The Phillies begin a seven-game trip to Arizona and San Francisco on Monday night. Here are the pitching matchups for the series in Arizona:

Monday night — RHP Vince Velasquez (3-6, 4.40) vs. RHP Merrill Kelly (7-11, 4.52)

Tuesday night — RHP Jake Arrieta (8-9, 4.44) vs. RHP Mike Leake (9-8, 4.27)

Wednesday night — LHP Jason Vargas (6-5, 3.93) vs. RHP Zac Gallen (1-3, 2.72)

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Was that the Phillies’ worst loss ever to the Marlins?

Was that the Phillies’ worst loss ever to the Marlins?

A few things about last night’s loss, which was inarguably the Phillies’ worst of the season and maybe their worst loss ever to the Marlins.

What happened last night should never happen. The Marlins are a pitiful offense that entered Friday night ranked last in the majors in OPS and 29th in runs scored.

At home, in massive Marlins Park, Miami had been averaging 3.9 runs and 2.4 extra-base hits per game. Against the Phillies Friday night, the Marlins scored 19 and had seven extra-base hits.

Ignominious records

The Marlins came into existence in 1993. Never in those 27 years had the Phillies given up 19 runs to Miami. The 19 hits were also the most the Phillies have ever allowed to the Marlins.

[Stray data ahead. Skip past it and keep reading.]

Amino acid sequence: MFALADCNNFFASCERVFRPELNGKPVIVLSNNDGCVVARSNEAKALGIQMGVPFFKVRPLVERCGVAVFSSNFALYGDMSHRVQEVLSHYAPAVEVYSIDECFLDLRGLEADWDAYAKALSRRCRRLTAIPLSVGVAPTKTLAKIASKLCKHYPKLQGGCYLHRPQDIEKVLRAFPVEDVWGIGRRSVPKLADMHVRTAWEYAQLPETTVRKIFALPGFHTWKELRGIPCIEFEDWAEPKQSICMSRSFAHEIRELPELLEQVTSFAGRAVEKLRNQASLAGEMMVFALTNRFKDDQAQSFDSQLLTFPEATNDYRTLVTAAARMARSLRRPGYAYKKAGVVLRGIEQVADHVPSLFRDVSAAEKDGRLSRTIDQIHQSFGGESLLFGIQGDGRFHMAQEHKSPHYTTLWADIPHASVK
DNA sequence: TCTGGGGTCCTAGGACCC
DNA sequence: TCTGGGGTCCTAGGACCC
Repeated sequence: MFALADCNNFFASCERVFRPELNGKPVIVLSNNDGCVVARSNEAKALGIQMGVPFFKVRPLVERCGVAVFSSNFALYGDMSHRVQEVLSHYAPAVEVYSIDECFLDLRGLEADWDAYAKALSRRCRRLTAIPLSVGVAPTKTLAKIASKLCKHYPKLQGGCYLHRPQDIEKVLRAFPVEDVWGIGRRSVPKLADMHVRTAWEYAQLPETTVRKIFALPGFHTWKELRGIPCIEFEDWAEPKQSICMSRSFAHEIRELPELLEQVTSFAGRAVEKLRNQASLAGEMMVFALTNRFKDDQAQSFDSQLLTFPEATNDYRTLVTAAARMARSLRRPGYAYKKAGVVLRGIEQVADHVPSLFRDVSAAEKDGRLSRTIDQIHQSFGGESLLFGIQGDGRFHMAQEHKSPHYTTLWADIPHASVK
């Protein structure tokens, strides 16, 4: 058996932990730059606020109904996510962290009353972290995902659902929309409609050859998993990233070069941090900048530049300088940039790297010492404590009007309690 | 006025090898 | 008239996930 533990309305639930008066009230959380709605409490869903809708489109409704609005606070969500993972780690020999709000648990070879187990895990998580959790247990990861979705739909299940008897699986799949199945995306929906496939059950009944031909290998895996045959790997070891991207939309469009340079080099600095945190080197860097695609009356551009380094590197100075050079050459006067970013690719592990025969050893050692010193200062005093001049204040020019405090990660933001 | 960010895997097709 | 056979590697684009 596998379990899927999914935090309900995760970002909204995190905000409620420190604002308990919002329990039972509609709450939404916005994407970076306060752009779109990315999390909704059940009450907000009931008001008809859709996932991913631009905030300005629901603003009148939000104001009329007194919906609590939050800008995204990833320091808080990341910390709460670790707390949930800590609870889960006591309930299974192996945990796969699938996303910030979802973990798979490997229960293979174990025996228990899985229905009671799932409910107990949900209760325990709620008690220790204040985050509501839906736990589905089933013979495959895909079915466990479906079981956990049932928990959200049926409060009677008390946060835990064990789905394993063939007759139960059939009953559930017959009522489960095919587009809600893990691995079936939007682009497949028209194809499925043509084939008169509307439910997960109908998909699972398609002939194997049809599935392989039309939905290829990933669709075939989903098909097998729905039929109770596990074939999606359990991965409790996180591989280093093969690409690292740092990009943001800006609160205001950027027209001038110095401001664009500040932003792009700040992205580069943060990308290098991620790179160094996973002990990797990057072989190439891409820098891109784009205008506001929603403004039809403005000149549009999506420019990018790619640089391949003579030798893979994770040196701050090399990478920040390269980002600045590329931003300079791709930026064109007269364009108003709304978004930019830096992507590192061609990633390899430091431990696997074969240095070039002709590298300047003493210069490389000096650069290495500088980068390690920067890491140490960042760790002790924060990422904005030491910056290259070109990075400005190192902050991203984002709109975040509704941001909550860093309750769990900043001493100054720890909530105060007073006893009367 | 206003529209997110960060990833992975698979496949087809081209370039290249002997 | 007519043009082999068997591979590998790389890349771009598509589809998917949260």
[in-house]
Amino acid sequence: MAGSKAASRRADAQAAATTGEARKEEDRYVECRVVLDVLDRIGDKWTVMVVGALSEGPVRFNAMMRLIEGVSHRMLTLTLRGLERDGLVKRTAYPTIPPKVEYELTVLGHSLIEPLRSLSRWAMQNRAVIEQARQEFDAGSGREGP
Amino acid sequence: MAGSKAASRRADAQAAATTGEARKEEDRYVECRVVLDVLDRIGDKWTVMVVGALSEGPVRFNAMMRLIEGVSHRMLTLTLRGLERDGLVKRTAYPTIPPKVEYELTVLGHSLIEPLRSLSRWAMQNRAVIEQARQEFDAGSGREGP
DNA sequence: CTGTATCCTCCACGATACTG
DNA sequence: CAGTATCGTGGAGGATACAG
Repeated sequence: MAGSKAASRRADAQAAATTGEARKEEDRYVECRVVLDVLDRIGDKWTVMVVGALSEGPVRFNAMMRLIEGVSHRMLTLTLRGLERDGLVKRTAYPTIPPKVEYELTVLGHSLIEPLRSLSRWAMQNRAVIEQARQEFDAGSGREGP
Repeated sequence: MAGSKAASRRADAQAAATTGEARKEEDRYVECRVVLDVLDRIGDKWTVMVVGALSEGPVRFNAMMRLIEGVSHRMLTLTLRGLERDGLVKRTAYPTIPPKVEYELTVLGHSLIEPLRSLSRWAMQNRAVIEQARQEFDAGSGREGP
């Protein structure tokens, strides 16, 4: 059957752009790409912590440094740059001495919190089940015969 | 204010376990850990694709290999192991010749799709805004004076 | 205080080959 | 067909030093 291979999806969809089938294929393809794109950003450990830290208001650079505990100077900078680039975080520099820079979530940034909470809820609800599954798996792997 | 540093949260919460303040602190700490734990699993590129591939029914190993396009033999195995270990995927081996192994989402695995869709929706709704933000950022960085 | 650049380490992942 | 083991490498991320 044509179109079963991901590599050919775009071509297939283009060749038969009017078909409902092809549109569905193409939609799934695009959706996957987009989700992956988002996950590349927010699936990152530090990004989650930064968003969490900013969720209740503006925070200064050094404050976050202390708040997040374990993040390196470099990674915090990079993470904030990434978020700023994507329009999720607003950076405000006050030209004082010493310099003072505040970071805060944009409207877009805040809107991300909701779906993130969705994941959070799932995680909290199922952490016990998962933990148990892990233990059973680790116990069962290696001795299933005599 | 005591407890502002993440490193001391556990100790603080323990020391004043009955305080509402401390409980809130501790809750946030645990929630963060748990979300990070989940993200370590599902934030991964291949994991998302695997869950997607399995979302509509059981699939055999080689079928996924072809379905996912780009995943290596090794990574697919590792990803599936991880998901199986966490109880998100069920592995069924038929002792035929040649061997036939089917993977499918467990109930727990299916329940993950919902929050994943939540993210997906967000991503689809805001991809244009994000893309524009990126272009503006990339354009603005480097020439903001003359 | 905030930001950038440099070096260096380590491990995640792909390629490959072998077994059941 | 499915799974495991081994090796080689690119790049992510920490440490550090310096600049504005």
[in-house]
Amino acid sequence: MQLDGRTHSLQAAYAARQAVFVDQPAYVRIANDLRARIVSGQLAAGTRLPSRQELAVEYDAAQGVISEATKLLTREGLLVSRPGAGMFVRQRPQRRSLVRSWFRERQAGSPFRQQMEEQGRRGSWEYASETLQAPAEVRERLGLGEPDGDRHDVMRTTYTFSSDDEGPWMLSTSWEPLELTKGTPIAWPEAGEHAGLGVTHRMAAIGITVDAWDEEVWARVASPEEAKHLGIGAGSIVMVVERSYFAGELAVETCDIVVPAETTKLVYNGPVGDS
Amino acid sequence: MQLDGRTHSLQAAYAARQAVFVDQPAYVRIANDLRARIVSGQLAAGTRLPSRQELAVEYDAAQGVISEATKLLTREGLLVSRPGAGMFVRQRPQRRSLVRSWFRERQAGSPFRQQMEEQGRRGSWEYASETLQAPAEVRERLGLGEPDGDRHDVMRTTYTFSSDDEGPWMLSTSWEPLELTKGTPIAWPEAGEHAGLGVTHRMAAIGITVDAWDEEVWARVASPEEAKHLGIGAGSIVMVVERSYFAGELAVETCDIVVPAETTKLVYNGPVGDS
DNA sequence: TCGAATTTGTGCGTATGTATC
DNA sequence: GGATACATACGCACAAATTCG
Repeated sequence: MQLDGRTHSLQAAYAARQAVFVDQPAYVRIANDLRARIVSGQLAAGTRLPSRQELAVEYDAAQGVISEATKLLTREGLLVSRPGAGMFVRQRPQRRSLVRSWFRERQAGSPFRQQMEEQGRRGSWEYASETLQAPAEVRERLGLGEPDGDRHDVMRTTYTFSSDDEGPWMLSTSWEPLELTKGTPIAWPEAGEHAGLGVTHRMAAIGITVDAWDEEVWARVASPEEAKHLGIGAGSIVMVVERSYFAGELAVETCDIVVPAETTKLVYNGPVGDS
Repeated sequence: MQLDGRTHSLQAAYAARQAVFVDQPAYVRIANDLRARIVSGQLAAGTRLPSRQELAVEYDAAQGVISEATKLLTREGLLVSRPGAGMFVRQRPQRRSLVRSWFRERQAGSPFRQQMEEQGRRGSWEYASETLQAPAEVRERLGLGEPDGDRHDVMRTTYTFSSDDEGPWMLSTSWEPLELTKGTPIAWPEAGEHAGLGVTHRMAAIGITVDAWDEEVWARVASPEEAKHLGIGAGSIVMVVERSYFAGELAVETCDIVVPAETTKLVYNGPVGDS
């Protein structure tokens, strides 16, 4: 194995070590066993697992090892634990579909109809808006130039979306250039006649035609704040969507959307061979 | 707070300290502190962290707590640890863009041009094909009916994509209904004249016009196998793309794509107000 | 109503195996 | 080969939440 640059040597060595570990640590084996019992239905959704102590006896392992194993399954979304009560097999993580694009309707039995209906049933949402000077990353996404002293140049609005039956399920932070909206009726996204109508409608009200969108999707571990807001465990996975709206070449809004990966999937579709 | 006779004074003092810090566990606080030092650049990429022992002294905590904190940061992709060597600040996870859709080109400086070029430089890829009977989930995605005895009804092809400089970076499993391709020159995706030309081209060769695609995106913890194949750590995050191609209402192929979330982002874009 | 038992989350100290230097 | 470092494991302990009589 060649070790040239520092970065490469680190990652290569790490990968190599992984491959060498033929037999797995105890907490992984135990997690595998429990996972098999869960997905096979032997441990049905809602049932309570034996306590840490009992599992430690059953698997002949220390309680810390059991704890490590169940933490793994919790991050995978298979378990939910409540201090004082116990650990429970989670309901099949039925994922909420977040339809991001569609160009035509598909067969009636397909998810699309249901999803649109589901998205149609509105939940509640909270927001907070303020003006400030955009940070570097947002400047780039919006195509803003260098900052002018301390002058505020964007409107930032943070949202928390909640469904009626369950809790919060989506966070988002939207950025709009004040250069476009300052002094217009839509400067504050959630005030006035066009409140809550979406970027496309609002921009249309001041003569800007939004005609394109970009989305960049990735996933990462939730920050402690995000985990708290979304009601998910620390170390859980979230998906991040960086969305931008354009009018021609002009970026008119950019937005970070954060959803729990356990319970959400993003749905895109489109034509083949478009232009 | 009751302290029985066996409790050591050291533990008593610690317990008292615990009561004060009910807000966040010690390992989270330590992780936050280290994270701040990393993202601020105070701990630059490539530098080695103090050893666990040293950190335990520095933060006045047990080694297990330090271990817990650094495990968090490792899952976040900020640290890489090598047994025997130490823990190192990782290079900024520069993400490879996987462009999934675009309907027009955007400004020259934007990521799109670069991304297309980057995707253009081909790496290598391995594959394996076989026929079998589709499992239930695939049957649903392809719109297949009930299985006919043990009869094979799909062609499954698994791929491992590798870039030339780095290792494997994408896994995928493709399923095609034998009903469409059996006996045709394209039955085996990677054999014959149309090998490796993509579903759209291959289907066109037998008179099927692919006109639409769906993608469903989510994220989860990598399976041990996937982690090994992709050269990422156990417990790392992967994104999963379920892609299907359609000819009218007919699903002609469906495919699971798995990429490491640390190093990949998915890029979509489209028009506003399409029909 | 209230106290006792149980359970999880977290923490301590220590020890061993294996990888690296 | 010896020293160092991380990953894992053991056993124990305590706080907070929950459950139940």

The meltdown

Last night was the first game in recorded Phillies history that they led by at least seven runs and lost by at least seven.

Considering the Marlins had scored more than seven runs only 10 times in their previous 126 games, it had to feel in the moment like a slam-dunk win. And yet...

The 8-run deficit

These teams have met 449 times. The Phillies have suffered a loss by more than eight runs just eight times. In other words, it’s happened once every 56 meetings.

The big picture

The Phillies are fighting for their playoff lives. The Marlins are 46-81 and on pace to lose 103 games.

The Phillies had just come off an improbable two-game sweep of the Red Sox at Fenway. The next two opponents after that are the two worst teams in the NL: Miami and Pittsburgh. If ever the opportunity for that elusive five-game win streak existed, it was now. Now, the Phillies will need to win the next two in Miami and sweep the Pirates to achieve that.

Consider also that the teams the Phillies are chasing continue to win.

The Nationals have won 8 of 10, scored 81 runs in their last seven games and have separated themselves from the wild-card pack. The Phillies trail the Nats by 4.5 games.

The Mets lost in extra innings to the Braves Friday night but had won five in a row before that. They’re 21-5 since July 25.

The Cardinals have won 7 of 10 to move a half-game ahead of the Cubs for the NL Central lead. For the Phillies to make the playoffs, they’ll need to catapult both the Mets and whichever NL Central team does not win the division.